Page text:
A Tale of Two Countries: Thailand and the Philippines on Freedom of Expression

On 15 January 2013, the Philippine Supreme Court will hear oral arguments on the case challenging the constitutionality of Republic Act 10175, commonly known as the Cybercrime Prevention Act, which was adopted last September 2012. At least 15 petitions have been filed with the Supreme Court from various groups challenging this law. The question being asked now is whether or not the Supreme Court will uphold the Philippine’s tradition of free speech.

One of the key contentions of the petitioners is that the law violates the right to freedom of expression, as guaranteed under Article 3, Section 4 of the Philippine Constitution and Article 19 of the International Covenant on Civil and Political Rights (ICCPR), to which Philippines has been party since 1986. This is because the law appears to impose increased penalties on the crime of libel under the Philippines’ Revised Penal Code (RPC).

Criminalizing defamation or libel is frowned upon under international human rights law. The UN Human Rights Committee, a body of independent experts tasked to monitor the implementation of the ICCPR has taken the view that States should decriminalize defamation. The Committee has emphasized that to comply with their obligations under the ICCPR, States may only apply the criminal law in the most serious defamation cases and even in these cases, “imprisonment is never an appropriate penalty.”

Contrary to these international standards, in the Philippines under the RPC, a person found guilty of libel, a form of defamation, may be imprisoned from six months to four years, and imposed a fine.  These penalties are in addition to any liability the person may incur as a result of any civil action that may be brought by the offended party. The Cybercrime Prevention Act compounds the already problematic provisions of the RPC by providing for even stronger penalties for libel. Under Section 6 of the new law, when a person commits a crime found in the RPC using information and communication technologies, he or she will incur a penalty one degree higher than what is provided under the RPC. Hence, a person found guilty of committing libel online may be subject to imprisonment from six to nine years.

The Cybercrime Prevention Act is a type of law that is not unique to the Philippines. Other countries have been using similar laws to stifle public debate and undermine freedom of expression. One of the Philippines’ closest neighbors, Thailand, has its own Computer-Related Offences Commission Act. Since its enactment in 2007, this law has been criticized both nationally and internationally for being used as a tool to unduly limit freedom of opinion and expression in the country.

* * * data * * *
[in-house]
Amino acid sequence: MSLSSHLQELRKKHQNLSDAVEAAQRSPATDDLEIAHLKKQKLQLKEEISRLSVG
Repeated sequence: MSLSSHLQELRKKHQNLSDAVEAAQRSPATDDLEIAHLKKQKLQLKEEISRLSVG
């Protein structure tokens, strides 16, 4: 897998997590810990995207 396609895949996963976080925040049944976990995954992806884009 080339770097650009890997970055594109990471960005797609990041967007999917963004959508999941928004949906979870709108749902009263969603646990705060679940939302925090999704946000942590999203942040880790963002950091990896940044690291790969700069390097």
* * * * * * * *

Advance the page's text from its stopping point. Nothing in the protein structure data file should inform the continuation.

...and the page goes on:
One of the most well-known cases under Thailand’s Computer-Related Offences Commission Act is that of Chiranuch Premchaiporn, the web master of the news website www.prachatai.com. She was charged under Sections 14 and 15 of the law for the appearance of ten messages alleged to be defamatory to the monarchy that were posted on the web board of Prachatai. Chiranuch Premchaiporn was not the author of these messages nor was she the one who posted these messages. She merely managed the website where these messages were posted. Section 14 of the Thai law penalizes the importation to a computer system of false data in a manner that is likely to damage the country’s security or cause panic to the public.  Section 15 makes criminally liable a service provider who “intentionally supports or consents” to the commission of the offences under Section 14.

Unlike Thailand’s law, the Philippines’ Cybercrime Prevention Act does not carry a provision expressly making criminally liable Internet service providers (ISPs) who “intentionally support or consent” to the commission of the crime. However, Section 5(a) of the Philippine law holds liable any person who “willfully abets or aids” in the commission of the crime. Hence, it is similar to the Thai law, since it does not define what amounts to “willfully aiding or abetting”. Because of this ambiguity, it is possible that a web manager in the Philippines may be held liable under Section 5(a) of the law for failing to take down an allegedly libelous post on a web board, as what happened in Thailand.